Tuesday, May 21, 2013
How YP Is Growing A Giant Tech Team In Glendale
Story by Benjamin F. Kuo
One of the largest concentrations of technical talent in Los Angeles is in Glendale, at YP -- staffed with a surprising number of Los Angeles startup vets. How did what was a staid publisher of phone books become a hotbed of online talent? We caught up with Darren Clark, the CTO of YP--and a veteran of Spotrunner, Overture, and Yahoo--to hear the story of how the company spun out of AT&T last year, and has now become one of the biggest, online advertising companies out there, and how it's been growing its tech team by tapping into the rich base of Internet talent here in the region.
What's your background and how did you end up at YP?
Darren Clark: I've been at YP for four and a half years. Before that, I was running product at Spotrunner. I had also spent five years at Overture and Yahoo, going back to the Goto.com days. I was recruited for the role when we were still at AT&T Interactive in October of 2008, by some of my former coworkers at Yahoo, who had already landed here. I was pretty skeptical about the firm at first, but then I started talking with folks and getting to know the team, and saw how much revenue they were driving, and decided to make the leap. I've grown from driving part of the technology within the company, to driving all of the product development side, and also picking up product management and business development, around traffic acquisition and third party products.
We were quite surprised to learn about the extent of your operations here. How big is YP?
Darren Clark: We're kind of this secret for some reason. Here in Glendale, the population is around 600 people total. My team based in Glendale is probably 300, and we have another office in Sunnyvale, another in San Francisco, and other people in St. Louis and Atlanta. Our whole product and technology team is about 500 people.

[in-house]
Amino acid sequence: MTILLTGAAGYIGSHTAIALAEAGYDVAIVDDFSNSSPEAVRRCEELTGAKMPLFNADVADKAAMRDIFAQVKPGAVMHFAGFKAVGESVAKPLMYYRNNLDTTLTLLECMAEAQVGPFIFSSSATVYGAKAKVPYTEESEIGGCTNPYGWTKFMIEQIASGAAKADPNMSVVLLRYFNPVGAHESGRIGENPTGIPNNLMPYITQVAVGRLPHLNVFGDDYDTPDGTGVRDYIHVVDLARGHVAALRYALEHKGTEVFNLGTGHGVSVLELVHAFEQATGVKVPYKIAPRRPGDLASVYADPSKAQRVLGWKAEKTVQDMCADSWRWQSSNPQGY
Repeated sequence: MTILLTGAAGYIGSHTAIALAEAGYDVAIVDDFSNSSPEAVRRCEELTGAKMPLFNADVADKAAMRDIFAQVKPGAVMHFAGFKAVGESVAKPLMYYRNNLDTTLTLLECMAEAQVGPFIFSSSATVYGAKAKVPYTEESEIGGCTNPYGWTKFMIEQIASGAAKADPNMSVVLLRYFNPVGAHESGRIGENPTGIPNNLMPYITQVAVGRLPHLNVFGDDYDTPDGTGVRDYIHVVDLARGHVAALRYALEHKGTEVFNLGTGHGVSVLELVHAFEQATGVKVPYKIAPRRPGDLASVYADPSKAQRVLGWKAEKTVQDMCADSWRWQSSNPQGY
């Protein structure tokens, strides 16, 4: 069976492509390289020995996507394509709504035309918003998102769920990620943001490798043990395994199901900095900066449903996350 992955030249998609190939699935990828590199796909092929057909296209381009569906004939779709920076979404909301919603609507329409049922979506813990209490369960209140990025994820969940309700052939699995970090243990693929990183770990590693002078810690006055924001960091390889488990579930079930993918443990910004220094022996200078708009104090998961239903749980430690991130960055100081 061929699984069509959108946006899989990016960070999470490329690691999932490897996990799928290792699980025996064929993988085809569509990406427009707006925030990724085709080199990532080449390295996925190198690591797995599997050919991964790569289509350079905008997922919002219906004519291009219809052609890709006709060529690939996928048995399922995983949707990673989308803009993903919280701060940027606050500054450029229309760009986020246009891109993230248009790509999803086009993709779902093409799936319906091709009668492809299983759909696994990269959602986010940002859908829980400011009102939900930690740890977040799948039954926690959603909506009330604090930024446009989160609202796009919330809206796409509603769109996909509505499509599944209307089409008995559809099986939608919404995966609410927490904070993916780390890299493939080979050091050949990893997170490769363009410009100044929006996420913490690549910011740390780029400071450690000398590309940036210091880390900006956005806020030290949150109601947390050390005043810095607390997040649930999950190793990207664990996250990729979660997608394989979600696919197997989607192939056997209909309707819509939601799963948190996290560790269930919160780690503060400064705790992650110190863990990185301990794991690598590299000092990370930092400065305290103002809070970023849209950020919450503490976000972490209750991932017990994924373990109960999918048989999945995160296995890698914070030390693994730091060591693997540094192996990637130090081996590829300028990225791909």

What's the focus on YP now as an independent firm?
Darren Clark: Our missions is to help small businesses and communities grow. A big part of YP is our owned and operated experience, which has 60 million unique visitors in the U.S.
Talk about the technology behind your operations here?
Darren Clark: We're a big Ruby shop on the front end, and we're also pretty much open source across the board. The whole system was built by us, and is our own proprietary system to run local search. The consumer piece is a big part of our business, and the next big piece is the advertiser platform, plus everything we wrap around the advertiser experience, helping them to manage their content, and provide great reporting, and helping them to understand the ROI of doing business with us. Underneath that, we also own our own call tracking technology. If you think about Twilio and their robust feature set, we do the same kind of core technology around call provision tracking. We also have two other teams, a lower level ad serving team, and ad delivery team. We have our own ad network, where we work with partners like AOL, and Local.com to augment our traffic, through structured deals with third parties. Our ad delivery team built the Overture ad server, and they're building that here. The last group, on the technical side, is platform data services. We've got a grid of 500 nodes, handling a billion and a half clicks and call impressions, which we drive for our customers.
When did the split with AT&T happen?
Darren Clark: It was officially May 9 of 2012, when David and I and others within YP and AT&T decided that given where we were with AT&T, their core focus on wireless, we should figure out how to take the business out of AT&T, so that we would not be constrained on our investments, and we could go after markets in a more strategic way. We worked through the process, partnering with Cerberus to make it happen. We're still working with AT&T, and they're on the board, and hold a minority stake of 47 percent. The first year was a lot of work getting us out of AT&T. We had a fair amount of corporate services which had all been supplied by AT&T, so we had to create our own infrastructure team. We had to drive the carve-out and stand with our own infrastructure. The process was nearly flawless.
Where does YP fit in a world dominated by Google and Yelp?